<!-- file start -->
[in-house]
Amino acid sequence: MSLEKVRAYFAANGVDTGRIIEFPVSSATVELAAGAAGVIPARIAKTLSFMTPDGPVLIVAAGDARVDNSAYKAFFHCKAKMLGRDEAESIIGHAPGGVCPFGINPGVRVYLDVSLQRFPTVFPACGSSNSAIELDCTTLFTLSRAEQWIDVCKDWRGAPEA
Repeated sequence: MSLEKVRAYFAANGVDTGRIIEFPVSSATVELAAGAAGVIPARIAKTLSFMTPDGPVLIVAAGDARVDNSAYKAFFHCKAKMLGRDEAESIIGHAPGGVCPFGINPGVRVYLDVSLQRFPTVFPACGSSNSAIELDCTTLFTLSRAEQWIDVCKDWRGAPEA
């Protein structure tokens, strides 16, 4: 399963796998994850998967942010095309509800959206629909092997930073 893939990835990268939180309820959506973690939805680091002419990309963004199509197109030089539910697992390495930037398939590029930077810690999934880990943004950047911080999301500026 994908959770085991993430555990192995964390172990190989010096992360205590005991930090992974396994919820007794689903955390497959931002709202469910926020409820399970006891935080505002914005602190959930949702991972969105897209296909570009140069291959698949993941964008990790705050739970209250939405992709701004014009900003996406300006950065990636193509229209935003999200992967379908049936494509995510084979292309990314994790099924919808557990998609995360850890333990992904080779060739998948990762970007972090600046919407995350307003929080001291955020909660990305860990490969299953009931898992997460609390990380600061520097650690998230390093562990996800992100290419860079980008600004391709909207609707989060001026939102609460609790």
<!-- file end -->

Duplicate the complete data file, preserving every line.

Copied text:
[in-house]
Amino acid sequence: MSLEKVRAYFAANGVDTGRIIEFPVSSATVELAAGAAGVIPARIAKTLSFMTPDGPVLIVAAGDARVDNSAYKAFFHCKAKMLGRDEAESIIGHAPGGVCPFGINPGVRVYLDVSLQRFPTVFPACGSSNSAIELDCTTLFTLSRAEQWIDVCKDWRGAPEA
Repeated sequence: MSLEKVRAYFAANGVDTGRIIEFPVSSATVELAAGAAGVIPARIAKTLSFMTPDGPVLIVAAGDARVDNSAYKAFFHCKAKMLGRDEAESIIGHAPGGVCPFGINPGVRVYLDVSLQRFPTVFPACGSSNSAIELDCTTLFTLSRAEQWIDVCKDWRGAPEA
């Protein structure tokens, strides 16, 4: 399963796998994850998967942010095309509800959206629909092997930073 893939990835990268939180309820959506973690939805680091002419990309963004199509197109030089539910697992390495930037398939590029930077810690999934880990943004950047911080999301500026 994908959770085991993430555990192995964390172990190989010096992360205590005991930090992974396994919820007794689903955390497959931002709202469910926020409820399970006891935080505002914005602190959930949702991972969105897209296909570009140069291959698949993941964008990790705050739970209250939405992709701004014009900003996406300006950065990636193509229209935003999200992967379908049936494509995510084979292309990314994790099924919808557990998609995360850890333990992904080779060739998948990762970007972090600046919407995350307003929080001291955020909660990305860990490969299953009931898992997460609390990380600061520097650690998230390093562990996800992100290419860079980008600004391709909207609707989060001026939102609460609790």